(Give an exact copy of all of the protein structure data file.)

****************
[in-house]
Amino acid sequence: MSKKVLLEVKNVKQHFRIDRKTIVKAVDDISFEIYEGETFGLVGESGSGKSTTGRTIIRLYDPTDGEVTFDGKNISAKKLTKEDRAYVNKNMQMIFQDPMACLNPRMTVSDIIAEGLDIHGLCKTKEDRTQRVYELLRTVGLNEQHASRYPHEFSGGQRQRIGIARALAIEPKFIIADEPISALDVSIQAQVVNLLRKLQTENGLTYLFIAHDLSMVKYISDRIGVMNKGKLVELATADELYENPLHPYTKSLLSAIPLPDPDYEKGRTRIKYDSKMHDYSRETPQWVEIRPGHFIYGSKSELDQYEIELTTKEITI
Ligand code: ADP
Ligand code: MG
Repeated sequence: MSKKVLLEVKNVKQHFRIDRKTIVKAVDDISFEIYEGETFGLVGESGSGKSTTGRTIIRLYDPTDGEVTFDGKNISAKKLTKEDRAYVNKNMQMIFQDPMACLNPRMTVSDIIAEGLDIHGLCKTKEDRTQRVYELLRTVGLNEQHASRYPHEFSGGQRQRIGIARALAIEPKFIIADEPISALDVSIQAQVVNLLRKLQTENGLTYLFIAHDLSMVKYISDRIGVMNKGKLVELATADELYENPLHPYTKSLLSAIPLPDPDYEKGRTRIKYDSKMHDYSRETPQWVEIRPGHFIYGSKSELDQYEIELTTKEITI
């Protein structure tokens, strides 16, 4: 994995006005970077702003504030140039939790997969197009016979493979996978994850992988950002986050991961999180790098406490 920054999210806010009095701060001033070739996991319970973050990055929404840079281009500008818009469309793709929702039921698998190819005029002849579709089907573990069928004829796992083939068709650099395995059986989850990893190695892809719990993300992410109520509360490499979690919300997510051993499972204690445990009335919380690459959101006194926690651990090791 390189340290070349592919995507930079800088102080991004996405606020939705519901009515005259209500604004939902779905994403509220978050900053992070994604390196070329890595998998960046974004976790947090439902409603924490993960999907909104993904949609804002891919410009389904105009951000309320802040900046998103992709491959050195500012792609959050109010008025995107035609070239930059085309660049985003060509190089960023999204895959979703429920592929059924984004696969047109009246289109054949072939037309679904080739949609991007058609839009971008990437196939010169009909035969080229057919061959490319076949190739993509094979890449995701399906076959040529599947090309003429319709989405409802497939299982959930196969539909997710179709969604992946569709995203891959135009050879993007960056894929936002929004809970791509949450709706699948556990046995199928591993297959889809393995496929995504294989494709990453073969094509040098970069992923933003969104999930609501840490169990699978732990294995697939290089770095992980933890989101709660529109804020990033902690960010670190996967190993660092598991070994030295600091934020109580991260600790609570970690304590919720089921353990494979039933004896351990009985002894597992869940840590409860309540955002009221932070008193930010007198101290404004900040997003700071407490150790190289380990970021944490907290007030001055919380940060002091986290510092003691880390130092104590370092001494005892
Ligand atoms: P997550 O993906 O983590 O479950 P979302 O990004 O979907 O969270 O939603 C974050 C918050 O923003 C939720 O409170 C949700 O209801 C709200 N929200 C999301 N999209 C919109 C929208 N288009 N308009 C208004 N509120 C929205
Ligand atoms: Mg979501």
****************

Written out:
[in-house]
Amino acid sequence: MSKKVLLEVKNVKQHFRIDRKTIVKAVDDISFEIYEGETFGLVGESGSGKSTTGRTIIRLYDPTDGEVTFDGKNISAKKLTKEDRAYVNKNMQMIFQDPMACLNPRMTVSDIIAEGLDIHGLCKTKEDRTQRVYELLRTVGLNEQHASRYPHEFSGGQRQRIGIARALAIEPKFIIADEPISALDVSIQAQVVNLLRKLQTENGLTYLFIAHDLSMVKYISDRIGVMNKGKLVELATADELYENPLHPYTKSLLSAIPLPDPDYEKGRTRIKYDSKMHDYSRETPQWVEIRPGHFIYGSKSELDQYEIELTTKEITI
Ligand code: ADP
Ligand code: MG
Repeated sequence: MSKKVLLEVKNVKQHFRIDRKTIVKAVDDISFEIYEGETFGLVGESGSGKSTTGRTIIRLYDPTDGEVTFDGKNISAKKLTKEDRAYVNKNMQMIFQDPMACLNPRMTVSDIIAEGLDIHGLCKTKEDRTQRVYELLRTVGLNEQHASRYPHEFSGGQRQRIGIARALAIEPKFIIADEPISALDVSIQAQVVNLLRKLQTENGLTYLFIAHDLSMVKYISDRIGVMNKGKLVELATADELYENPLHPYTKSLLSAIPLPDPDYEKGRTRIKYDSKMHDYSRETPQWVEIRPGHFIYGSKSELDQYEIELTTKEITI
């Protein structure tokens, strides 16, 4: 994995006005970077702003504030140039939790997969197009016979493979996978994850992988950002986050991961999180790098406490 920054999210806010009095701060001033070739996991319970973050990055929404840079281009500008818009469309793709929702039921698998190819005029002849579709089907573990069928004829796992083939068709650099395995059986989850990893190695892809719990993300992410109520509360490499979690919300997510051993499972204690445990009335919380690459959101006194926690651990090791 390189340290070349592919995507930079800088102080991004996405606020939705519901009515005259209500604004939902779905994403509220978050900053992070994604390196070329890595998998960046974004976790947090439902409603924490993960999907909104993904949609804002891919410009389904105009951000309320802040900046998103992709491959050195500012792609959050109010008025995107035609070239930059085309660049985003060509190089960023999204895959979703429920592929059924984004696969047109009246289109054949072939037309679904080739949609991007058609839009971008990437196939010169009909035969080229057919061959490319076949190739993509094979890449995701399906076959040529599947090309003429319709989405409802497939299982959930196969539909997710179709969604992946569709995203891959135009050879993007960056894929936002929004809970791509949450709706699948556990046995199928591993297959889809393995496929995504294989494709990453073969094509040098970069992923933003969104999930609501840490169990699978732990294995697939290089770095992980933890989101709660529109804020990033902690960010670190996967190993660092598991070994030295600091934020109580991260600790609570970690304590919720089921353990494979039933004896351990009985002894597992869940840590409860309540955002009221932070008193930010007198101290404004900040997003700071407490150790190289380990970021944490907290007030001055919380940060002091986290510092003691880390130092104590370092001494005892
Ligand atoms: P997550 O993906 O983590 O479950 P979302 O990004 O979907 O969270 O939603 C974050 C918050 O923003 C939720 O409170 C949700 O209801 C709200 N929200 C999301 N999209 C919109 C929208 N288009 N308009 C208004 N509120 C929205
Ligand atoms: Mg979501």